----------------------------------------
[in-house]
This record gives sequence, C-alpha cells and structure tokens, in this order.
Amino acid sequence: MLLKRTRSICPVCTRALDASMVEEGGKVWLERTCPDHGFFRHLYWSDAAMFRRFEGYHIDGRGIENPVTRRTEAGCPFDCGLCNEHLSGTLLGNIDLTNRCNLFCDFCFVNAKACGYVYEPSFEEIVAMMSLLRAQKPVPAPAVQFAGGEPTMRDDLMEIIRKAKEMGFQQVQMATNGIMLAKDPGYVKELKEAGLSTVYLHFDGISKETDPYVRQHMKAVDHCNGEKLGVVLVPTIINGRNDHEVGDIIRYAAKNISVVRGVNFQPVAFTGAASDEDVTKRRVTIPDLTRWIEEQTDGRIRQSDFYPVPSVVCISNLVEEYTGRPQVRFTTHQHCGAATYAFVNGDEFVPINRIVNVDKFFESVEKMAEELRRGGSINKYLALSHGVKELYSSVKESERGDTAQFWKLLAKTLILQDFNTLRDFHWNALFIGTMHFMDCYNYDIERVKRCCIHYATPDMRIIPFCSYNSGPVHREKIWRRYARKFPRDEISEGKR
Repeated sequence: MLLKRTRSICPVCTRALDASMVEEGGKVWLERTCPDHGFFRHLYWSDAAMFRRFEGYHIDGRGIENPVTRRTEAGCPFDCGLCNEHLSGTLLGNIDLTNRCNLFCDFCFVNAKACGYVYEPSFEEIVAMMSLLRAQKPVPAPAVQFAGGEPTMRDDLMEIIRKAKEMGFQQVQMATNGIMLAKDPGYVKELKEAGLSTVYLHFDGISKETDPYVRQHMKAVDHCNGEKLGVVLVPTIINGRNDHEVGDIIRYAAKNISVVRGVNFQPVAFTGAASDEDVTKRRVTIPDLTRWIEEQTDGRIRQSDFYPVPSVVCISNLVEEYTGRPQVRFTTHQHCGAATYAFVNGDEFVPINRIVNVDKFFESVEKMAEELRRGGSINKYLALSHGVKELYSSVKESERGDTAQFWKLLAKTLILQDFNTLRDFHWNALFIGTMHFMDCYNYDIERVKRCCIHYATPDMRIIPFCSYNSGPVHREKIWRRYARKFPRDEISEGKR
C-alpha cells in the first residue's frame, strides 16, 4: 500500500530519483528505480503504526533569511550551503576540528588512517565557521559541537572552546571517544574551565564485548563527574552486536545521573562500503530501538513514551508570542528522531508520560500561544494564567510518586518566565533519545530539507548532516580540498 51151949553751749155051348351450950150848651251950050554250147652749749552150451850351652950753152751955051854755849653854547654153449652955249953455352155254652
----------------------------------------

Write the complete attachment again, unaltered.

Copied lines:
[in-house]
This record gives sequence, C-alpha cells and structure tokens, in this order.
Amino acid sequence: MLLKRTRSICPVCTRALDASMVEEGGKVWLERTCPDHGFFRHLYWSDAAMFRRFEGYHIDGRGIENPVTRRTEAGCPFDCGLCNEHLSGTLLGNIDLTNRCNLFCDFCFVNAKACGYVYEPSFEEIVAMMSLLRAQKPVPAPAVQFAGGEPTMRDDLMEIIRKAKEMGFQQVQMATNGIMLAKDPGYVKELKEAGLSTVYLHFDGISKETDPYVRQHMKAVDHCNGEKLGVVLVPTIINGRNDHEVGDIIRYAAKNISVVRGVNFQPVAFTGAASDEDVTKRRVTIPDLTRWIEEQTDGRIRQSDFYPVPSVVCISNLVEEYTGRPQVRFTTHQHCGAATYAFVNGDEFVPINRIVNVDKFFESVEKMAEELRRGGSINKYLALSHGVKELYSSVKESERGDTAQFWKLLAKTLILQDFNTLRDFHWNALFIGTMHFMDCYNYDIERVKRCCIHYATPDMRIIPFCSYNSGPVHREKIWRRYARKFPRDEISEGKR
Repeated sequence: MLLKRTRSICPVCTRALDASMVEEGGKVWLERTCPDHGFFRHLYWSDAAMFRRFEGYHIDGRGIENPVTRRTEAGCPFDCGLCNEHLSGTLLGNIDLTNRCNLFCDFCFVNAKACGYVYEPSFEEIVAMMSLLRAQKPVPAPAVQFAGGEPTMRDDLMEIIRKAKEMGFQQVQMATNGIMLAKDPGYVKELKEAGLSTVYLHFDGISKETDPYVRQHMKAVDHCNGEKLGVVLVPTIINGRNDHEVGDIIRYAAKNISVVRGVNFQPVAFTGAASDEDVTKRRVTIPDLTRWIEEQTDGRIRQSDFYPVPSVVCISNLVEEYTGRPQVRFTTHQHCGAATYAFVNGDEFVPINRIVNVDKFFESVEKMAEELRRGGSINKYLALSHGVKELYSSVKESERGDTAQFWKLLAKTLILQDFNTLRDFHWNALFIGTMHFMDCYNYDIERVKRCCIHYATPDMRIIPFCSYNSGPVHREKIWRRYARKFPRDEISEGKR
C-alpha cells in the first residue's frame, strides 16, 4: 500500500530519483528505480503504526533569511550551503576540528588512517565557521559541537572552546571517544574551565564485548563527574552486536545521573562500503530501538513514551508570542528522531508520560500561544494564567510518586518566565533519545530539507548532516580540498 51151949553751749155051348351450950150848651251950050554250147652749749552150451850351652950753152751955051854755849653854547654153449652955249953455352155254652